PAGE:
Sheikh Abdullah attends public reopening of Saudi Arabian Unesco site At-Turaif

It is the first time that the World Heritage Site has thrown open its doors since achieving Unesco status in 2010

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The historic Saudi Arabian landmark At-Turaif reopened to the public last night for the first time since gaining Unesco World Heritage Site status in 2010, with a spectacular educational light show attended by the UAE Minister of Foreign Affairs and International Co-operation Sheikh Abdullah bin Zayed.

Light rain fell as the UAE delegation watched the show, which was backed by traditional music and information about the site's history, from rooftop terrace seating.

The reopening coincided with the Formula E Saudia Ad Diriyah E-Prix on the outskirts of Riyadh, the first time that the all-electric racing series has landed in the kingdom.

The main building of At-Turaif, which is one of five Unesco World Heritage Sites in Saudi Arabia, is the citadel that served as the seat of power of Al Saud.

Founded in the 15th century, it was the first capital of the Saudi dynasty, and was built in the Najdi architectural style, which is specific to the centre of the Arabian Peninsula.

The project is part of Saudi Arabia's push to promote its heritage and coincides with plans to increase tourism in the kingdom.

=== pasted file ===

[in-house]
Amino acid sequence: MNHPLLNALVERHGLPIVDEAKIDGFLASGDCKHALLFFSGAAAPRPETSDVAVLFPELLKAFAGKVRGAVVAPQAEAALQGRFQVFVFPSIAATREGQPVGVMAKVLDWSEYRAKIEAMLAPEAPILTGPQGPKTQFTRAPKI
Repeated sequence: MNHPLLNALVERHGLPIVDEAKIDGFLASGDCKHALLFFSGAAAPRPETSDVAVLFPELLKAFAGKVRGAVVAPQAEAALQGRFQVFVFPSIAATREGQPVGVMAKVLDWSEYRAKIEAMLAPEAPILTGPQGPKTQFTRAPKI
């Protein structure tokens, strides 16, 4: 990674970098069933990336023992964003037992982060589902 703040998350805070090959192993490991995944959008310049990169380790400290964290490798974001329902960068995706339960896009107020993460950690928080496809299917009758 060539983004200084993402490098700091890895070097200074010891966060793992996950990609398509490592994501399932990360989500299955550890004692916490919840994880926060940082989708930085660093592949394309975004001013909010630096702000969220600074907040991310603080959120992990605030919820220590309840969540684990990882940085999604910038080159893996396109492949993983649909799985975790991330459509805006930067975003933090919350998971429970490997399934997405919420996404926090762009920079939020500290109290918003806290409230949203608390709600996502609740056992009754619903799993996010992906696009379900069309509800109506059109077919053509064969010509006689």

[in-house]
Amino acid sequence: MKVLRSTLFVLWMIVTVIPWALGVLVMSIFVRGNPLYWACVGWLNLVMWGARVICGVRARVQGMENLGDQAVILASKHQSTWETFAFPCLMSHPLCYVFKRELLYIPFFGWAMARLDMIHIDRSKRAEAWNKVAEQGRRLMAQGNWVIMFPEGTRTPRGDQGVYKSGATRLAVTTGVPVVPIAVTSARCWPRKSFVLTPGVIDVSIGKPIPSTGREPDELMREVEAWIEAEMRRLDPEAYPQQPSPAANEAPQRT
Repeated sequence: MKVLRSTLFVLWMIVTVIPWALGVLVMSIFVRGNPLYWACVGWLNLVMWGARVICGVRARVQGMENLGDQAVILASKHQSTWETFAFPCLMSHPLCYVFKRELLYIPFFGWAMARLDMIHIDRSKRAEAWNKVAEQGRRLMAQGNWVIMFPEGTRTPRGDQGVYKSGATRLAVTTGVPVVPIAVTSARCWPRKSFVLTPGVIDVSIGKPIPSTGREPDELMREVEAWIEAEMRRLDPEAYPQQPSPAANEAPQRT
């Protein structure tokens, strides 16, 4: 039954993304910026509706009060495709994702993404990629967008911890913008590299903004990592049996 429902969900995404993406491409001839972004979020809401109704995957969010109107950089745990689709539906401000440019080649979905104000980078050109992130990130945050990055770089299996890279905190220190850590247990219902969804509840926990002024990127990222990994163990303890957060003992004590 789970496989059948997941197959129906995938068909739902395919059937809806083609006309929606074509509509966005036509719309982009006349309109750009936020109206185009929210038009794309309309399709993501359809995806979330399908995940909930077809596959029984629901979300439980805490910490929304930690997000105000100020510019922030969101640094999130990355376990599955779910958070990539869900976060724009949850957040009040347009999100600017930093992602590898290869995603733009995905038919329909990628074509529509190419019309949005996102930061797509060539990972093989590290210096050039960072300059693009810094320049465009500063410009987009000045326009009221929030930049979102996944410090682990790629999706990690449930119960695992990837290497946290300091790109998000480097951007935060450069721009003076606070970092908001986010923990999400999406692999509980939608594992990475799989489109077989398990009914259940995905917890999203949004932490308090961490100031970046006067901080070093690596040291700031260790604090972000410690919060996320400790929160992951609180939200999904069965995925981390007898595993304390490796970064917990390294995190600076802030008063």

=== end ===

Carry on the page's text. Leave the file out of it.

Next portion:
Since 1976, the 28-hectare site, which houses one of the world’s largest mud-brick cities, has been under the protection of the Saudi government.

Attractions include interactive museums and live cultural performances, giving visitors the chance to experience life at the time of the formation of the first Saudi state.

Jerry Inzerillo, chief executive of Ad Diriyah Gate Development Authority (DGDA), said: “We are tremendously excited to welcome visitors, for the first time, to At-Turaif, where they can experience beautiful Saudi history and traditions in an unparalleled historic landmark. We expect to host as many as 6,000 visitors in At-Turaif this weekend.”

The tours are open to Formula E ticket holders.

In recent months, the DGDA has added thousands of square metres of green surfaces to Ad Diriyah, planting 14,000 indigenous trees and shrubs and more 350 palm trees, as well as laying and repairing more than three kilometres of pavement to make the area more accessible.